# RE: Rendering primes: <msup><mi>x</mi><mo>&#x2032;</mo></msup>

From: Robert Miner <robertm@dessci.com>
Date: Fri, 27 Jun 2008 07:59:34 -0700
Message-ID: <D1EFB337111B674B8F1BE155B01C6DD603647D64@franklin.corp.dessci>


Hi.

This is a perennial problem area.  It is a general problem affect a
class of character that I personally call "pseudoscripts".  Prime is the
main one, but it also affects

asterisk (x2a)
degree (xb0)
prime (x2030)
double prime (x2033)
back prime (x2035)

In all of these cases as you note, the standard glyphs in most fonts are
"pre-shrunk and pre-raised", i.e. the glyph is visually congruent with
script-sized text, and the metrics for the characters place the natural
baseline of the glyph at the script baseline for the surrounding text.

The rationale is obvious -- the majority of use of fonts is in
unstructured text where characters are simply placed next to one
another, so pre-shrinking and pre-raising these glyphs gives the desired
typesetting in simple text editing situations.

However, there are a couple of issues.  First, these characters are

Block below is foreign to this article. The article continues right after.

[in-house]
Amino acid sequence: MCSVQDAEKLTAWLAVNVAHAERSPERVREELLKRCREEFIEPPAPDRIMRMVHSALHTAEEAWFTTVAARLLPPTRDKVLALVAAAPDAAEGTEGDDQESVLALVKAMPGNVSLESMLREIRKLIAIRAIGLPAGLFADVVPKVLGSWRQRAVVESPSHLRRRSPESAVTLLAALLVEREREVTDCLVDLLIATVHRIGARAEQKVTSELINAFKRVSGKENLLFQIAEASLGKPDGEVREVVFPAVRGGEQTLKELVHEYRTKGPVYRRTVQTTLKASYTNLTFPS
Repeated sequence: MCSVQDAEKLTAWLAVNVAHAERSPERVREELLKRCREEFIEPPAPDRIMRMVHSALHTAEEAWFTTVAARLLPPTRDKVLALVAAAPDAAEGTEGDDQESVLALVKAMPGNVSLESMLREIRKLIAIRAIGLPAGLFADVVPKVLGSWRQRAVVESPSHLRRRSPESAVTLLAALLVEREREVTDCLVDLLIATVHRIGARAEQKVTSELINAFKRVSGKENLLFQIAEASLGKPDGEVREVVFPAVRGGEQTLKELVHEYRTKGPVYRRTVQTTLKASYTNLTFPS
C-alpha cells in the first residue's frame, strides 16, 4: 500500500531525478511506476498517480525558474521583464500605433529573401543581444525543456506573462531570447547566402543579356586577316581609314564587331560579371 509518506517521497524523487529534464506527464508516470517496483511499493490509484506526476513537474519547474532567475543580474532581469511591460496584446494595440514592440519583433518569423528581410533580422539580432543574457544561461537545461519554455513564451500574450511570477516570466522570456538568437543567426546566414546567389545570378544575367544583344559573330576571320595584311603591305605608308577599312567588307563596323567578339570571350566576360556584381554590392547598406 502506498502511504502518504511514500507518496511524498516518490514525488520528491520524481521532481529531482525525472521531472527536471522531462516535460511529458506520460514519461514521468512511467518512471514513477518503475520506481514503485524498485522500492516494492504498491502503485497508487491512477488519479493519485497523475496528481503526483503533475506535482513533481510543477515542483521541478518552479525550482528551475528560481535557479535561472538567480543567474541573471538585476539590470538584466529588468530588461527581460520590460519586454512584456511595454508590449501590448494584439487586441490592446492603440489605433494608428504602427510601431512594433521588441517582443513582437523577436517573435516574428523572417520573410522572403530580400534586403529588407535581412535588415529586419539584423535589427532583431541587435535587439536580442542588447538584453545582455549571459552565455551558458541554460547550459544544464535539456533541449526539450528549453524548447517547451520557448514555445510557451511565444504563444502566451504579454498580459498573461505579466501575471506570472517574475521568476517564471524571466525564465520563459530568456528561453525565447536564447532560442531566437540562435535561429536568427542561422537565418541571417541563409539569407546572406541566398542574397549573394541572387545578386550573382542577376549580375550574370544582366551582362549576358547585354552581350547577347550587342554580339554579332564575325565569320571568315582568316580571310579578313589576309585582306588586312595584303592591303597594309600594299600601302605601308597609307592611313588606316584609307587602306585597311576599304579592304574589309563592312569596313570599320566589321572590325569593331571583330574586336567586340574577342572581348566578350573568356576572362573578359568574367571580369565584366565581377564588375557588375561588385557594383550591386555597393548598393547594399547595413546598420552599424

frequently used in situations where the typesetting effect of "stacked"
scripts are needed, i.e. where both a superscript and subscript are
attached to a single base expression.  In TeX, x^\prime_0, or in MathML
<msubsup> <mi>x</mi> <mn>0</mn> <mo>&prime;</mo> </msubsup>.  This is a
fairly strong requirement for professional publishing, and isn't not
easily supported using the Unicode-only model.  That is, neither of

<msub><mi>x&prime</mi><mn>0</mn></msbub>
<msub><mi>x</mi><mn>0</mn></msub><mo>&prime;</mo>

gives the desired result.  A second issue is the (admittedly weaker)
argument that marking the prime with a script better reflects its role
as an operator applied to an expression.  This argument is most
compelling with expressions like (f+g)', where you would end up with
<mo>)&prime</mo> in the juxtaposition model.

Finally, this question has been considered repeatedly over the lifetime
of MathML, and at least the Math WG has always come down on continuing
the practice of marking primes and the other pseudoscripts with script
markup.  So there is backward compatibility to consider, since that is
what most authoring tools and pre-existing content now do.

At the same time, clearly the data model for all MathML token elements
is Unicode CDATA, so one cannot rule out the possibility of valid MathML
markup containing constructions such as <mi>x&prime;</mi> or even
<mi>x</mi><mo>&prime;</mo>.  So that has to work as expected too.

Consequently, I have concluded that there is no alternative for
high-quality MathML renderers but to special-case the handling of
pseudo-script characters.

There are a couple of standard approaches I know of in various
implementations.  All renderers that take on the problem have to special
case their layout algorithms, and look for isolated pseudoscripts in the
superscript position (or presuperscript position).  By isolated, I mean
that there are no other characters in the same token element with the